8:00 – 9:30 PM ET | 8:00 - 9:30 AM SGT


     Workshop 3 Feedback Survey

    Related Links:

  • EAP Vaccination Planning

    Authors: Kate Mandeville, Vikram Rajan, Aparnaa Somanathan,  Anthony Oundjian, Emily Serazin, Qahir Dhanani

    As we head into the second half of 2021, well over a year after the global spread of Covid-19 and its precipitous impact on lives and livelihoods, a few countries can now see some light at the end of the tunnel. Fourteen vaccines have been approved for full, emergency, or limited use. Based on trial data and real-world evidence, all candidates appear highly effective in protecting against severe COVID-19. 

    Countries in the East Asia and Pacific region were particularly effective in the early stages of the pandemic in “crushing and containing” the virus. Having made tough choices on lockdowns and travel restrictions, some countries also implemented strong “testing, tracing and isolation” strategies. Countries are now shifting focus – to varying degrees of aggressiveness – on vaccinating their populations to reopen and continue efforts to recover from the economic fallouts. Countries in the region have made steady progress, with over a billion doses already administered in the region, including over 320 million in China and 750 million in the rest of the region.

    Yet while vaccines offer hope, they also add complexity. With delays in vaccines delivered through COVAX, many countries have sought other sources of supply. Identifying, negotiating, and deploying multiple vaccine supplies can be challenging in the current global climate. The spread of new variants and local outbreaks raise concerns about the effectiveness of current vaccines. Meanwhile, rare adverse effects following vaccines are inevitably contributing to increased vaccine hesitancy. Responding to these challenges requires adaptive leadership informed by global evidence.  

    While vaccines garner much of the attention, they continue to be just one element of the broader COVID-19 toolkit. As countries start to re-open, policymakers will need to carefully balance the priority placed on vaccines against other effective measures such as public health measures (such as social distancing, masks, and avoiding large gatherings), increased testing, effective clinical care, and phased restrictions. Novel tools such as vaccine passports and travel corridors can help to support lifting of domestic and international restrictions, yet there are many unanswered questions in their implementation. Re-opening safely will necessitate a broad-based, flexible response buttressed by close monitoring of key indicators. 

    Finally, while the current roll-out of vaccines is a cause for optimism, it is difficult to discount the possibility of endemic COVID-19, whereby COVID-19 will continue to circulate in parts of the world for years to come. Some countries have taken an elimination approach – will this be sustainable as countries start to open up? If endemic COVID-19 becomes a reality, what does mean for health systems, economies, and societies? Countries may need to prepare for significant ongoing investment in vaccines (including boosters), health systems, and the broader toolkit such as public health measures and surveillance. Rejuvenating societies and economies in this new reality will take innovation, strategic thinking, and determination.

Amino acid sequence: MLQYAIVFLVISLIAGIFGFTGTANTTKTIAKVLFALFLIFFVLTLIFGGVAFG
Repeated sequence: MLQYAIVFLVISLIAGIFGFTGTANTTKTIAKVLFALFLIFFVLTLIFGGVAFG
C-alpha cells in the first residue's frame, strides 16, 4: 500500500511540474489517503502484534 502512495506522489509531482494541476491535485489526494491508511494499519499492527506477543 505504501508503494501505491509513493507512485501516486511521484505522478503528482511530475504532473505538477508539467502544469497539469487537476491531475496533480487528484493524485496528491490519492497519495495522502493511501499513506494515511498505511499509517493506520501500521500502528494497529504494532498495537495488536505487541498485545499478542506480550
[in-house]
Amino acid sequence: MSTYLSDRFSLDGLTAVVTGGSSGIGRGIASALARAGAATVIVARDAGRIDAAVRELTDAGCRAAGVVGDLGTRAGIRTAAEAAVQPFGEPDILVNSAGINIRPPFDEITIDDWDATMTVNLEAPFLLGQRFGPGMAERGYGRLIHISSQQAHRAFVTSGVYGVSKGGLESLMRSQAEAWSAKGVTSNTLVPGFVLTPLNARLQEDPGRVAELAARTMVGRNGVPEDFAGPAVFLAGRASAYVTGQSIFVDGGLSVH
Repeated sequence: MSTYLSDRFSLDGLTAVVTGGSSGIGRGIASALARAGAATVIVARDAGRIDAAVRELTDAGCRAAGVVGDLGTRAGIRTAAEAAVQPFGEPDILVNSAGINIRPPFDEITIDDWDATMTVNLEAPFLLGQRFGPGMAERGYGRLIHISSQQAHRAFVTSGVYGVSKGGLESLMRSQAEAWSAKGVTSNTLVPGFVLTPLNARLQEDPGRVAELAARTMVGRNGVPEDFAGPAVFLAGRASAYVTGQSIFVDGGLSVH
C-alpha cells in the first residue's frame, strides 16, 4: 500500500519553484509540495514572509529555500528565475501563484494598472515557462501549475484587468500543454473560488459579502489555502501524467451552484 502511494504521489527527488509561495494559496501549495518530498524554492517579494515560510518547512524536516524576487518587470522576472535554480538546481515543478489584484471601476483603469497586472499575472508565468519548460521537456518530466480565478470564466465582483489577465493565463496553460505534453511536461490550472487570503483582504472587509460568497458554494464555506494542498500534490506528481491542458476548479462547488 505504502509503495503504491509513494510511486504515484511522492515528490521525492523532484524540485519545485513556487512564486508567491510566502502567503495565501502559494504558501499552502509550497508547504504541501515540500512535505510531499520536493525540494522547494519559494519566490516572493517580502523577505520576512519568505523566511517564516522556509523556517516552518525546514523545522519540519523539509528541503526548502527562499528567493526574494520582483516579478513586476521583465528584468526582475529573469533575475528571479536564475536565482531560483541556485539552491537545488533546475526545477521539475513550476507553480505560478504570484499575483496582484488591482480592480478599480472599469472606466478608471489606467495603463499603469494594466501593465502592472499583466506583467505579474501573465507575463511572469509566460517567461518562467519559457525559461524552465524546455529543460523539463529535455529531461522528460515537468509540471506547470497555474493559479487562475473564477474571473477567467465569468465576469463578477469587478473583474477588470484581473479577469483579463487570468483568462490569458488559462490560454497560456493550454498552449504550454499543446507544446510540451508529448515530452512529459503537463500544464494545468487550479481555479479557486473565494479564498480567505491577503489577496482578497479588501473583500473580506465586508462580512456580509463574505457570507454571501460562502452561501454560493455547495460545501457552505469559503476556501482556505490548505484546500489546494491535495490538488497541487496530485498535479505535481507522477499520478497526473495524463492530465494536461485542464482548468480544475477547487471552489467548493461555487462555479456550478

To assist EAP countries better plan and strategize for COVID-19 adaptive responses, safe re-openings, and long-term rejuvenation, the World Bank will hold three workshops for leaders across the region:

    • Session 1: Responding amid evolving complexities (May 18 EDT/May 19 EAP) will examine critical questions for effective COVID-19 responses as vaccines roll out, population behavior changes, and policy decisions grow more complex. It will also explore how leaders can navigate key uncertainties, including new variants, vaccine hesitancy, and an evolving supply landscape.
    • Session 2: Re-opening safely (May 25 EDT/May 26 EAP) will discuss the key levers and the broader toolkit to manage phased re-openings. Key indicators to identify readiness for and promote the safety of both domestic and international re-openings will be discussed, along with global best practices such as vaccine passports and travel bubbles.
    • Session 3: Rejuvenating in the ‘new reality’ (June 1 EDT/June 2 EAP) will explore what endemic COVID-19 would look like and its implications for health systems, economies and societies. The additional pressures on health systems from endemic COVID-19 will be described, as well as how planning for sustainable capacity in these areas could support broader rejuvenation. Yet endemic COVID-19 may not be inevitable, and the series will conclude with a debate as to whether countries should be aiming for zero COVID (i.e. elimination) versus endemic COVID.

    These workshops will complement previous learning events by updating leaders on emerging challenges and broadening the perspective beyond health systems. With an effective strategy, robust planning, and adaptive leadership, countries will more effectively weather these challenges. Our workshop series aims to support this journey with technical insights, practical evidence, and lessons learned from around the world.